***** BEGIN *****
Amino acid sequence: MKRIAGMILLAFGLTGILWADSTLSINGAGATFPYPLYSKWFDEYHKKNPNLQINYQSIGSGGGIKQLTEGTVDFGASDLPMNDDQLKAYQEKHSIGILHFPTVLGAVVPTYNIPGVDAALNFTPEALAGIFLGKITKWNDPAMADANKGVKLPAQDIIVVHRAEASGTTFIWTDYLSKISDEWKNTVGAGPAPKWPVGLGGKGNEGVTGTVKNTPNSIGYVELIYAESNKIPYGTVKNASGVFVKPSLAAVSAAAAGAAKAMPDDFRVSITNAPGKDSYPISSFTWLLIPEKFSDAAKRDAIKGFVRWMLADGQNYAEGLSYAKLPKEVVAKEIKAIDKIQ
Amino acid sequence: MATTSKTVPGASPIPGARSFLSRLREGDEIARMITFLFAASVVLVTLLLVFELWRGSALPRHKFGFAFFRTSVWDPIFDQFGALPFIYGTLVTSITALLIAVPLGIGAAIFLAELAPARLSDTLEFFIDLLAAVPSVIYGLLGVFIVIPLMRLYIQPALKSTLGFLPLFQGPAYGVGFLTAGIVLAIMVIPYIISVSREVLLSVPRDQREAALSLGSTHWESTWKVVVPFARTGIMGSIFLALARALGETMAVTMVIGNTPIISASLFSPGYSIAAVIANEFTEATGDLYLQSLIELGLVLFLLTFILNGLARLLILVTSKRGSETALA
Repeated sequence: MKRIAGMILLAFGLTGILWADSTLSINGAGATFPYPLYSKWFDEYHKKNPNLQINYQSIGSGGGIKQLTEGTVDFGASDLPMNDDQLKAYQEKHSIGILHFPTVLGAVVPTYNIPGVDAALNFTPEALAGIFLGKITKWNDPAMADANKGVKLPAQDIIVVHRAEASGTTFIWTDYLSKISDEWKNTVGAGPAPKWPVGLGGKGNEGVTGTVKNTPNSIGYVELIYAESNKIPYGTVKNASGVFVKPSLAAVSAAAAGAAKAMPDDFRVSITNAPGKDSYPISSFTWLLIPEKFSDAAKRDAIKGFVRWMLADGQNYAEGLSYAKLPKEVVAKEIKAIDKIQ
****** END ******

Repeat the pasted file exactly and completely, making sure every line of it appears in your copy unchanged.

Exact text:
Amino acid sequence: MKRIAGMILLAFGLTGILWADSTLSINGAGATFPYPLYSKWFDEYHKKNPNLQINYQSIGSGGGIKQLTEGTVDFGASDLPMNDDQLKAYQEKHSIGILHFPTVLGAVVPTYNIPGVDAALNFTPEALAGIFLGKITKWNDPAMADANKGVKLPAQDIIVVHRAEASGTTFIWTDYLSKISDEWKNTVGAGPAPKWPVGLGGKGNEGVTGTVKNTPNSIGYVELIYAESNKIPYGTVKNASGVFVKPSLAAVSAAAAGAAKAMPDDFRVSITNAPGKDSYPISSFTWLLIPEKFSDAAKRDAIKGFVRWMLADGQNYAEGLSYAKLPKEVVAKEIKAIDKIQ
Amino acid sequence: MATTSKTVPGASPIPGARSFLSRLREGDEIARMITFLFAASVVLVTLLLVFELWRGSALPRHKFGFAFFRTSVWDPIFDQFGALPFIYGTLVTSITALLIAVPLGIGAAIFLAELAPARLSDTLEFFIDLLAAVPSVIYGLLGVFIVIPLMRLYIQPALKSTLGFLPLFQGPAYGVGFLTAGIVLAIMVIPYIISVSREVLLSVPRDQREAALSLGSTHWESTWKVVVPFARTGIMGSIFLALARALGETMAVTMVIGNTPIISASLFSPGYSIAAVIANEFTEATGDLYLQSLIELGLVLFLLTFILNGLARLLILVTSKRGSETALA
Repeated sequence: MKRIAGMILLAFGLTGILWADSTLSINGAGATFPYPLYSKWFDEYHKKNPNLQINYQSIGSGGGIKQLTEGTVDFGASDLPMNDDQLKAYQEKHSIGILHFPTVLGAVVPTYNIPGVDAALNFTPEALAGIFLGKITKWNDPAMADANKGVKLPAQDIIVVHRAEASGTTFIWTDYLSKISDEWKNTVGAGPAPKWPVGLGGKGNEGVTGTVKNTPNSIGYVELIYAESNKIPYGTVKNASGVFVKPSLAAVSAAAAGAAKAMPDDFRVSITNAPGKDSYPISSFTWLLIPEKFSDAAKRDAIKGFVRWMLADGQNYAEGLSYAKLPKEVVAKEIKAIDKIQ